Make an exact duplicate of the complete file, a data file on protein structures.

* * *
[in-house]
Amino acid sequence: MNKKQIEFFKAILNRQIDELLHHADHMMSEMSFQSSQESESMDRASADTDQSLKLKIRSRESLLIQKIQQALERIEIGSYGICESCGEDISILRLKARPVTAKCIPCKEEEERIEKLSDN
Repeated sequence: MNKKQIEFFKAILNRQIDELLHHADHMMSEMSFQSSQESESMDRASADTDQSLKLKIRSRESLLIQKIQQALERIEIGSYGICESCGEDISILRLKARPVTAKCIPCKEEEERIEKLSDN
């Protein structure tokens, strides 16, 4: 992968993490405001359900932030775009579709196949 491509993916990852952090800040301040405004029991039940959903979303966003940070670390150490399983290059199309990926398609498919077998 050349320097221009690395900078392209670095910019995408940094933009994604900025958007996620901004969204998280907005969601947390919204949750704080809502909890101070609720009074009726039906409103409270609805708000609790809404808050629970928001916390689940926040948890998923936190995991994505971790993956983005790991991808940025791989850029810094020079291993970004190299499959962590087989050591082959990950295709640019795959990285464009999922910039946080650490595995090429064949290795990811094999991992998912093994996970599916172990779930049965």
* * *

[in-house]
Amino acid sequence: MNKKQIEFFKAILNRQIDELLHHADHMMSEMSFQSSQESESMDRASADTDQSLKLKIRSRESLLIQKIQQALERIEIGSYGICESCGEDISILRLKARPVTAKCIPCKEEEERIEKLSDN
Repeated sequence: MNKKQIEFFKAILNRQIDELLHHADHMMSEMSFQSSQESESMDRASADTDQSLKLKIRSRESLLIQKIQQALERIEIGSYGICESCGEDISILRLKARPVTAKCIPCKEEEERIEKLSDN
């Protein structure tokens, strides 16, 4: 992968993490405001359900932030775009579709196949 491509993916990852952090800040301040405004029991039940959903979303966003940070670390150490399983290059199309990926398609498919077998 050349320097221009690395900078392209670095910019995408940094933009994604900025958007996620901004969204998280907005969601947390919204949750704080809502909890101070609720009074009726039906409103409270609805708000609790809404808050629970928001916390689940926040948890998923936190995991994505971790993956983005790991991808940025791989850029810094020079291993970004190299499959962590087989050591082959990950295709640019795959990285464009999922910039946080650490595995090429064949290795990811094999991992998912093994996970599916172990779930049965």